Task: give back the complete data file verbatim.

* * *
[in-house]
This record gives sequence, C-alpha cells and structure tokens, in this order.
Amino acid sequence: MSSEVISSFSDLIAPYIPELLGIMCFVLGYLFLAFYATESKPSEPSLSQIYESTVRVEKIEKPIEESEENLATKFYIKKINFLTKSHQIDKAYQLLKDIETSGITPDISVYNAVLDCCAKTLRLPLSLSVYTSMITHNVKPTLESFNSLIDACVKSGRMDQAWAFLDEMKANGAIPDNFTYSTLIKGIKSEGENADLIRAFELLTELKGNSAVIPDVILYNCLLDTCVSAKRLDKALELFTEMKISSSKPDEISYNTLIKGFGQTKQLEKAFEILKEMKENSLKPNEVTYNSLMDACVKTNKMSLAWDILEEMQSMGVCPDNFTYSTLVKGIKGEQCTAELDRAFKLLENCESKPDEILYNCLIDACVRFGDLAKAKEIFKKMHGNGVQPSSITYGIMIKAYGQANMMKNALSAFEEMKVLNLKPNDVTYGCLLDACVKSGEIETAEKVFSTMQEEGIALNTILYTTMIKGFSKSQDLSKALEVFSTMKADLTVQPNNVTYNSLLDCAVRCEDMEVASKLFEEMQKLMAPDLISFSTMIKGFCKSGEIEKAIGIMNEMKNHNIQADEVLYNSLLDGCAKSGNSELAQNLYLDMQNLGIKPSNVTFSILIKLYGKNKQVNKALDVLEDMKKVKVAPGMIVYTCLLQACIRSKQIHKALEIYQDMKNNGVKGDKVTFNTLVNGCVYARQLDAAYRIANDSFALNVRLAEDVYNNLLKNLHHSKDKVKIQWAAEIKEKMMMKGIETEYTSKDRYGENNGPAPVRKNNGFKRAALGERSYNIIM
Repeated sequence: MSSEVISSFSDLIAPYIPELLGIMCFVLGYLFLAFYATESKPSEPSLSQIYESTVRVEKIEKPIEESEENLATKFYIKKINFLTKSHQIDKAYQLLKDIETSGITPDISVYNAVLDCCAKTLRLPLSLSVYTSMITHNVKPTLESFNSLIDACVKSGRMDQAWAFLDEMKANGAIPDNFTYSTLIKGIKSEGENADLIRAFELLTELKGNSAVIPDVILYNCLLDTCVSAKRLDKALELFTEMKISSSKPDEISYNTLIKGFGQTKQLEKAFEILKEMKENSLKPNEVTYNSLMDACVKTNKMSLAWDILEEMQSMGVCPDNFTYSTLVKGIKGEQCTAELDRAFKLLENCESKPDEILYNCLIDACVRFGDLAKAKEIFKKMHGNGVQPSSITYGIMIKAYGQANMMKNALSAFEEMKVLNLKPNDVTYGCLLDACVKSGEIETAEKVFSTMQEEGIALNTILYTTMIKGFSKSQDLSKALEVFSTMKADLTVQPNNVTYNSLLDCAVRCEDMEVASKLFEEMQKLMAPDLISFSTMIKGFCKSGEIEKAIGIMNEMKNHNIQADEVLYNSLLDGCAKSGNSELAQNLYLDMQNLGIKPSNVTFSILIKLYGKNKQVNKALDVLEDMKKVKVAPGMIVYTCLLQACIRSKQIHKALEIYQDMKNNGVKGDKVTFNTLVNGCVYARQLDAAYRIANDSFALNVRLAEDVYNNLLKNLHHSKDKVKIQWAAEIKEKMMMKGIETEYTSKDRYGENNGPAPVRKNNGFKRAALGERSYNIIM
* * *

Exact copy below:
[in-house]
This record gives sequence, C-alpha cells and structure tokens, in this order.
Amino acid sequence: MSSEVISSFSDLIAPYIPELLGIMCFVLGYLFLAFYATESKPSEPSLSQIYESTVRVEKIEKPIEESEENLATKFYIKKINFLTKSHQIDKAYQLLKDIETSGITPDISVYNAVLDCCAKTLRLPLSLSVYTSMITHNVKPTLESFNSLIDACVKSGRMDQAWAFLDEMKANGAIPDNFTYSTLIKGIKSEGENADLIRAFELLTELKGNSAVIPDVILYNCLLDTCVSAKRLDKALELFTEMKISSSKPDEISYNTLIKGFGQTKQLEKAFEILKEMKENSLKPNEVTYNSLMDACVKTNKMSLAWDILEEMQSMGVCPDNFTYSTLVKGIKGEQCTAELDRAFKLLENCESKPDEILYNCLIDACVRFGDLAKAKEIFKKMHGNGVQPSSITYGIMIKAYGQANMMKNALSAFEEMKVLNLKPNDVTYGCLLDACVKSGEIETAEKVFSTMQEEGIALNTILYTTMIKGFSKSQDLSKALEVFSTMKADLTVQPNNVTYNSLLDCAVRCEDMEVASKLFEEMQKLMAPDLISFSTMIKGFCKSGEIEKAIGIMNEMKNHNIQADEVLYNSLLDGCAKSGNSELAQNLYLDMQNLGIKPSNVTFSILIKLYGKNKQVNKALDVLEDMKKVKVAPGMIVYTCLLQACIRSKQIHKALEIYQDMKNNGVKGDKVTFNTLVNGCVYARQLDAAYRIANDSFALNVRLAEDVYNNLLKNLHHSKDKVKIQWAAEIKEKMMMKGIETEYTSKDRYGENNGPAPVRKNNGFKRAALGERSYNIIM
Repeated sequence: MSSEVISSFSDLIAPYIPELLGIMCFVLGYLFLAFYATESKPSEPSLSQIYESTVRVEKIEKPIEESEENLATKFYIKKINFLTKSHQIDKAYQLLKDIETSGITPDISVYNAVLDCCAKTLRLPLSLSVYTSMITHNVKPTLESFNSLIDACVKSGRMDQAWAFLDEMKANGAIPDNFTYSTLIKGIKSEGENADLIRAFELLTELKGNSAVIPDVILYNCLLDTCVSAKRLDKALELFTEMKISSSKPDEISYNTLIKGFGQTKQLEKAFEILKEMKENSLKPNEVTYNSLMDACVKTNKMSLAWDILEEMQSMGVCPDNFTYSTLVKGIKGEQCTAELDRAFKLLENCESKPDEILYNCLIDACVRFGDLAKAKEIFKKMHGNGVQPSSITYGIMIKAYGQANMMKNALSAFEEMKVLNLKPNDVTYGCLLDACVKSGEIETAEKVFSTMQEEGIALNTILYTTMIKGFSKSQDLSKALEVFSTMKADLTVQPNNVTYNSLLDCAVRCEDMEVASKLFEEMQKLMAPDLISFSTMIKGFCKSGEIEKAIGIMNEMKNHNIQADEVLYNSLLDGCAKSGNSELAQNLYLDMQNLGIKPSNVTFSILIKLYGKNKQVNKALDVLEDMKKVKVAPGMIVYTCLLQACIRSKQIHKALEIYQDMKNNGVKGDKVTFNTLVNGCVYARQLDAAYRIANDSFALNVRLAEDVYNNLLKNLHHSKDKVKIQWAAEIKEKMMMKGIETEYTSKDRYGENNGPAPVRKNNGFKRAALGERSYNIIM